Both moves have paid off so far, as returns from these investments have outperformed the US bond market benchmark over the past 18 to 24 months. Although we’re not ready for a victory lap yet, it is our expectation that they will continue to do so for the foreseeable future.
Another tactical move which we highlighted a year ago was, within the stock portfolio, to increase your portfolio’s allocation to foreign and emerging market stocks. The reason behind this decision was that we viewed foreign markets as more attractively valued, which in our opinion, increases the odds of better long-term returns going forward.
Candidly, we do not claim to have a crystal ball and such tactical moves are always measured and incremental. Our core belief remains that your portfolio, within the constraints and objectives of your personal situation, should always be diversified among a broad set of asset classes as markets have a long history of surprising investors.
Finally, it is important to remind our investors that our portfolios are consistently positioned with a ‘value’ bias. Whether we look for investments in stocks or bonds, US or foreign stocks, large or small companies, we focus on identifying investment ideas where there is a discount between price and value and gravitate towards fund categories that are cheaper than the alternatives. Today, in the US, value stocks trade at attractive levels, especially in comparison to growth stocks. This is also true in international markets, and even truer in emerging markets. We believe that over the long-term, value strategies are bound to outperform, while possibly insulating or protecting our clients’ portfolios from the next inevitable market turbulences along the way.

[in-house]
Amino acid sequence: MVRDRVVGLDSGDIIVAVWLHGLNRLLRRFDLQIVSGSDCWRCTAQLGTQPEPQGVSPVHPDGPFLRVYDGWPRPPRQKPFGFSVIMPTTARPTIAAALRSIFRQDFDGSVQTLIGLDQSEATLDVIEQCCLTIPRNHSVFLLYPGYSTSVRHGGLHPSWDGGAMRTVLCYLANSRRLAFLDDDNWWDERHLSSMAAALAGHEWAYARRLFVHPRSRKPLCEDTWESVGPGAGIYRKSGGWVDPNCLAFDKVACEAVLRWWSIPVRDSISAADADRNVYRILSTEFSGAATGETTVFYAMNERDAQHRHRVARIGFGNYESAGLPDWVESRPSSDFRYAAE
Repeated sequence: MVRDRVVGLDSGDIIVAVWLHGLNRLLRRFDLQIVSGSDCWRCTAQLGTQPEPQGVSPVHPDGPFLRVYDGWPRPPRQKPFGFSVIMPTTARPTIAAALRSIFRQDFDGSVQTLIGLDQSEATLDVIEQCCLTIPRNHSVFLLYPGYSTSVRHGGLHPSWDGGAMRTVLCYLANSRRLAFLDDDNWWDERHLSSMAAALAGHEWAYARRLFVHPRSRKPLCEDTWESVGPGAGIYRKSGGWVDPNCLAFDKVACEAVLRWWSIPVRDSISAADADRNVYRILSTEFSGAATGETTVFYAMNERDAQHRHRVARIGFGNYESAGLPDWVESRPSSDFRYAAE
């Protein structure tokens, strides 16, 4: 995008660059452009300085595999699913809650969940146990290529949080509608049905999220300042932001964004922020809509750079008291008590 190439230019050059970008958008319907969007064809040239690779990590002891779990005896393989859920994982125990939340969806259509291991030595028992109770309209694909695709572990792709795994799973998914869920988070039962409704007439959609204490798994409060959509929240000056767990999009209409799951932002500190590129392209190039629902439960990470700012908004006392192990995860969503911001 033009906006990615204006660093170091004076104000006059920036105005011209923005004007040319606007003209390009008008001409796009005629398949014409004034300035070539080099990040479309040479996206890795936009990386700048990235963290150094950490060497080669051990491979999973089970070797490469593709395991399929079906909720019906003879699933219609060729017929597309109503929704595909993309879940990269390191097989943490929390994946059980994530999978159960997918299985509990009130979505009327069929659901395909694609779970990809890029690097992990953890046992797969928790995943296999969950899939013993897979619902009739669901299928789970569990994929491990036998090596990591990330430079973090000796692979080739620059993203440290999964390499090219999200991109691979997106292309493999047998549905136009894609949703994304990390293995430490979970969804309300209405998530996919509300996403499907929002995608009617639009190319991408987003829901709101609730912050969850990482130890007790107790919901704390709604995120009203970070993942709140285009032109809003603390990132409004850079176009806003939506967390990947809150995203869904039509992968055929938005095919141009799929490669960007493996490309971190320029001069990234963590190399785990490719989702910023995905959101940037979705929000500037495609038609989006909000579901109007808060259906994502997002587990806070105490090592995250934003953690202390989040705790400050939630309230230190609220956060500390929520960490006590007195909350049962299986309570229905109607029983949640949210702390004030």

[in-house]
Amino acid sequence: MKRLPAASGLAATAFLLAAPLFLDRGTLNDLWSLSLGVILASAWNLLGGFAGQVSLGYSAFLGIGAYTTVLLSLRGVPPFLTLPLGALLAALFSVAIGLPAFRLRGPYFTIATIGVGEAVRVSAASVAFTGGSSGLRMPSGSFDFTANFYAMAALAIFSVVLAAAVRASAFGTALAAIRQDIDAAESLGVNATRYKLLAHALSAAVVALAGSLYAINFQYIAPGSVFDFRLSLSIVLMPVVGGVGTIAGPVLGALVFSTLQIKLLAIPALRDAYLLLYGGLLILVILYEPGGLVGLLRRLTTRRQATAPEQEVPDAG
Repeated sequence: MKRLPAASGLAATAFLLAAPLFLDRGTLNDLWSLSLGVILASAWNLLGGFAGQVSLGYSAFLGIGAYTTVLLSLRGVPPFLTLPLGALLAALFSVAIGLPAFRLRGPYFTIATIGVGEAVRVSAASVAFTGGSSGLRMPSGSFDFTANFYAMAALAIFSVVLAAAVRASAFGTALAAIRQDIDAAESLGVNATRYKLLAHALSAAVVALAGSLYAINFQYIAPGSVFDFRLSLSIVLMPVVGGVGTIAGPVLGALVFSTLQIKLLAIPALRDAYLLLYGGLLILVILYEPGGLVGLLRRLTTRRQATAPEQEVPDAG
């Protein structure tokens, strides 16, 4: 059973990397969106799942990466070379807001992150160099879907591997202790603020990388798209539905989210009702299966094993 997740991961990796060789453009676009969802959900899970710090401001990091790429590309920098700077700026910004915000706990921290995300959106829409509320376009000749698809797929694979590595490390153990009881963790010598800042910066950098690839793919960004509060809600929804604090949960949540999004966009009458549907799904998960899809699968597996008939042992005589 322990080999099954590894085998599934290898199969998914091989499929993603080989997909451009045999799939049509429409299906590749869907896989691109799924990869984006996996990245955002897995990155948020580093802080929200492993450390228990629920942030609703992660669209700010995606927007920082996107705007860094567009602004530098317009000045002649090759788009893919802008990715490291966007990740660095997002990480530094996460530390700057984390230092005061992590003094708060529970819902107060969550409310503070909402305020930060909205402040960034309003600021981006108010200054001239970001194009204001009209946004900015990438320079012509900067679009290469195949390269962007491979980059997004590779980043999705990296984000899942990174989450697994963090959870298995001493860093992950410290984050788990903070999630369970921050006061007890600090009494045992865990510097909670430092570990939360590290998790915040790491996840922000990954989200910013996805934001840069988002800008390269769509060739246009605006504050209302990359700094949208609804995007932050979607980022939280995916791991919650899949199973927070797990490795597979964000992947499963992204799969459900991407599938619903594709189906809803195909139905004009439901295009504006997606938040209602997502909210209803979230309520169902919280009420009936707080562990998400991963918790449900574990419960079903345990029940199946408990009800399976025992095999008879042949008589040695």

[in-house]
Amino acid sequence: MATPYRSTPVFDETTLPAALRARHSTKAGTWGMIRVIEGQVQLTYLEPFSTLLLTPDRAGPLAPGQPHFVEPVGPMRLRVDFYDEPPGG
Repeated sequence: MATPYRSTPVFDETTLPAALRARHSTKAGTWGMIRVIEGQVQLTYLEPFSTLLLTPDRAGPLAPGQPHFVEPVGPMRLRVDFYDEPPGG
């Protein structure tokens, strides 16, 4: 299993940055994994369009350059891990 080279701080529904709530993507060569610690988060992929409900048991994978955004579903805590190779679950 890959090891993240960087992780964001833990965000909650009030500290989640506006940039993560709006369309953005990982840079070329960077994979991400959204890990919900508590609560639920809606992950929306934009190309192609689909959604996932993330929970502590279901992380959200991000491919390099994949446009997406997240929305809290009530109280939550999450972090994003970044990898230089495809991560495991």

Review of Bristlecone’s Large Cap Value (LCV) Equity Portfolio
(Not all clients of Bristlecone are invested in our Large Cap Value Equity portfolio strategy depending on the size of the overall portfolio, and the client’s objectives and constraints)
During the 1st quarter, the average LCV portfolio declined slightly more than the broader market, yet delivered good absolute returns (in the low teens) for the past 12 months. Not surprisingly, the biggest contributors to performance were technology names: Cisco Systems (CSCO +13.2%), Keysight Technologies (KEYS +26.0%), Intel Corp (INTC +13.5%), Hewlett Packard Enterprise (HPE +22.6%), and Dynegy Inc. (DYN +14.1%). Detractors were mostly companies potentially affected by trade tariffs: Wells Fargo (WFC -13.0%), Valmont (VMI -11.6%), Agco Corp (AGCO -9.0%), Amerco (UHAL -8.6%), and Cemex S.A. (-11.8%).
The return of a more volatile market environment provided us with opportunities and our trading activity increased from prior quarters. We reduced your investment in Cisco Systems, a manufacturer of networking equipment. The company continues to report solid results thanks to demand from data centers customers and will benefit from the recent change in the US tax code. However, we view the shares as fairly valued and consequently decided to halve the size of our commitment following a sharp increase in the stock price during the 1st quarter. So far, Cisco has been a successful investment, greatly outperforming the broader market since we bought it in November 2008 at the height of the financial crisis. The complete history has yet to be written though, as we retain a small position.